Personhood Manifested in Love.
Here is the core of the Christian understanding of personhood: “brothers and sisters of one another.” No longer separated and isolated individuals, no longer functional units of a larger whole, personal fulfillment, integrity, and freedom are found through deeply mutual relationships of life. As “members of the household of God” (Eph. 2:19), the purpose of life is transformed from self or group advancement to that of loving “the Lord your God with all your heart, and with all your soul and with all your mind…[and] your neighbor as yourself” (Matt. 22:37-39). Liberated from slavery to their own needs and desires, Christians are freed to participate in the wholeness of life. Love of friend and of stranger become possible as believers delight and grow in the redemptive love of God. “To be a perfect human being, a human being the way God intends human beings to be, is to be a fully loving person, loving God, and every bit as important, loving God’s image, the other people who share the world with us.”18
Christian love is not simply a spontaneous warm and positive emotion of comfort, familiarity, and satisfaction. It is a long-term disposition: a whole way of being, feeling, and understanding. As a total orientation, a way of seeing and acting habitually, Christian love is cultivated over a life-time. And it is within the ongoing life of Christian community that believers are to learn and practice the behaviors, attitudes, and habits that enable them to participate in the movement of God’s love. Involvement in the community is not optional. God’s love and the love of one another cannot be separated. To love “the other” is to encounter God, and to love God is to encounter the neighbor, “for those who do not love a brother and sister whom they have seen, cannot love God whom they have not seen” (1 John 4:20).
The Practice of Christian Community.
Love stands at the heart of Christian community, as its starting point, its motivation, its goal, and its content. Yet wanting to love does not make us loving persons. “Learning the ways of love is a matter of unlearning deep patterns of domination and submission and passivity and violence that we, in our not-always Christian culture, have come to believe are just the way things are or perhaps even the way God wants things to be.”9 While the desire to love and be loved may be a part of human nature, most of the time human beings fail to love or love badly. Christian love is grounded not in our good intentions, good will, or good deeds, but in conversion: profound transformation from alienation to reconciliation. “In this is love, not that we loved God but that he loved us and sent his Son to be the atoning sacrifice for our sins” (1 John 4:10).
“The gospel is the proclamation of the presence of freedom, the reality of love, the movement of peace, and the establishment of justice. These are not to be contemplated, debated, or respected, but accepted, appropriated, lived, and manifested.”10 The patterns of life and the practice of the church are to be determined and evaluated by how well they nurture, model, and enable the fullness of Christian love. The church, as the koinonia of the Holy Spirit, is called and empowered to be the social embodiment IN the world of God’s love FOR the world. This is the uniqueness of Christian community: Christians are to be God’s demonstration people, learning to love by “practicing” with one another. In the midst of worship, prayer, study, and service, the purpose of Christian community is to enable Christians to “love as God loves.” Those who “live in the Spirit” are to walk by the Spirit” and thus exhibit the relational fruit of the Spirit: “love, joy, peace, patience, kindness, generosity, faithfulness, gentleness, and self-control” (Gal. 5:22).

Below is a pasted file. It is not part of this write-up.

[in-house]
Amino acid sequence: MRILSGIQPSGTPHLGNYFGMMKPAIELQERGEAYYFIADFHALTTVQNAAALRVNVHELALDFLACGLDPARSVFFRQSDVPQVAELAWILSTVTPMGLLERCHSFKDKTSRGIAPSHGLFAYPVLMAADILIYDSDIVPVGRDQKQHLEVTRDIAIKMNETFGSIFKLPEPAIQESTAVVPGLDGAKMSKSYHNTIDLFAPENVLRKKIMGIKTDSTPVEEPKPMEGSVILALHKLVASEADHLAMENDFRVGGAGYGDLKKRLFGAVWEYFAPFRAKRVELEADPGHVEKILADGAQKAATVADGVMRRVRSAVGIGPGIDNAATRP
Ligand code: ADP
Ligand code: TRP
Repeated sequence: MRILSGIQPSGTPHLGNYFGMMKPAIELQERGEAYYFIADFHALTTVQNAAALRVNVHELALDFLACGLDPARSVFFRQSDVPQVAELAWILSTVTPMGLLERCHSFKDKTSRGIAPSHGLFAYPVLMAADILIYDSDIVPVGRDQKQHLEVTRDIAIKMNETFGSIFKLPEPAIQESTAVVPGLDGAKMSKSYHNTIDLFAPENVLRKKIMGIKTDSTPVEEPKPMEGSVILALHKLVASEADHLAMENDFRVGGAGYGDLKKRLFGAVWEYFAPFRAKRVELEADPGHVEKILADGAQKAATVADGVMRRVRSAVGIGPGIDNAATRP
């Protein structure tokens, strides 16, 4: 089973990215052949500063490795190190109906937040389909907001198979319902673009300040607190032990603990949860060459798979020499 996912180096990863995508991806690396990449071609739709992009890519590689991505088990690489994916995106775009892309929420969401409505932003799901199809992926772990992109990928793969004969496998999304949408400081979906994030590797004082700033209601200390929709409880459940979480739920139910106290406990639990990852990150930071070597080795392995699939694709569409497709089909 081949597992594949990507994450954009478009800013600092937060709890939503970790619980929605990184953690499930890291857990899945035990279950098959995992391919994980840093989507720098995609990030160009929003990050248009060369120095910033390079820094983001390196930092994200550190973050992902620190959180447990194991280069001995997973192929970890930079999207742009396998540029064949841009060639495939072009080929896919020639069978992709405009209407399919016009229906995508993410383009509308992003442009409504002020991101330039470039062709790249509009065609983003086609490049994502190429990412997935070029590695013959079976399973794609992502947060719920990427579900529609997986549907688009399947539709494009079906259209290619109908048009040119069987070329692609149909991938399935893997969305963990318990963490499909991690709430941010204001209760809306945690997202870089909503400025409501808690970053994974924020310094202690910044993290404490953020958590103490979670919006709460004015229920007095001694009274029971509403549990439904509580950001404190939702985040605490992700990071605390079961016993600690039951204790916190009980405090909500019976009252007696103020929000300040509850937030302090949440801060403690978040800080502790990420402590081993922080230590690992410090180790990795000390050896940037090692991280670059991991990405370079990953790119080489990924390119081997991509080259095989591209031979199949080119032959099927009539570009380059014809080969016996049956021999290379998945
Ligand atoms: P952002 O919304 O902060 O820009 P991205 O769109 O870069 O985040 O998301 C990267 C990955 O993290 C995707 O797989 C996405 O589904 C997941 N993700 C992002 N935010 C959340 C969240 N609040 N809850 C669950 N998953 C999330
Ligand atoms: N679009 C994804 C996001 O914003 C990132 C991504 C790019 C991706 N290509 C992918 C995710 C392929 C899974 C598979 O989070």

Questions for Reflection and Discussion
- What does it mean to say that Christian community is theological?
- How are human nature and its fulfillment understood within this model of Christian community?
- How does Christian love differ from the modern romantic view of love?
- How is Christian community different from community as a contractual association or an organic solidarity?
- What within the life of your congregation nurtures, models, or enables Christian love?
- In what ways could your congregation more fully embody God’s love for the world?
1 R.P.C. Hanson, “The Divinity of the Holy Spirit,” Church Quarterly, Autumn, 1969, 1:198-299.
2 Bernard Yack, “Liberalism and Communitarian Critics,” in Community in America, Charles Reynolds and Ralph Norman, eds (University of California Press 1988), p. 157.
3 Ibid., p. 158.
4 R.P.C. Hanson, “The Divinity of the Holy Spirit,” Church Quarterly, August 1969, p. 302.
6 Jim Wallis, An Agenda for A Biblical People (Harper & Row, 1984), p. 11.
7 Gerhard Lohfink, Jesus and Community: The Social Dimensions of Christian Faith (Fortress Press, 1984), p. 108.
8 Roberta C. Bondi, To Love as God Loves (Fortress Press, 1987), p. 17.
9 Roberta C. Bondi, To Pray and to Love (Fortress Press, 1991), p. 97.
The Rev. Inagrace Dietterich, Ph.D. is the Director of Theological Research at the Center for Parish Development.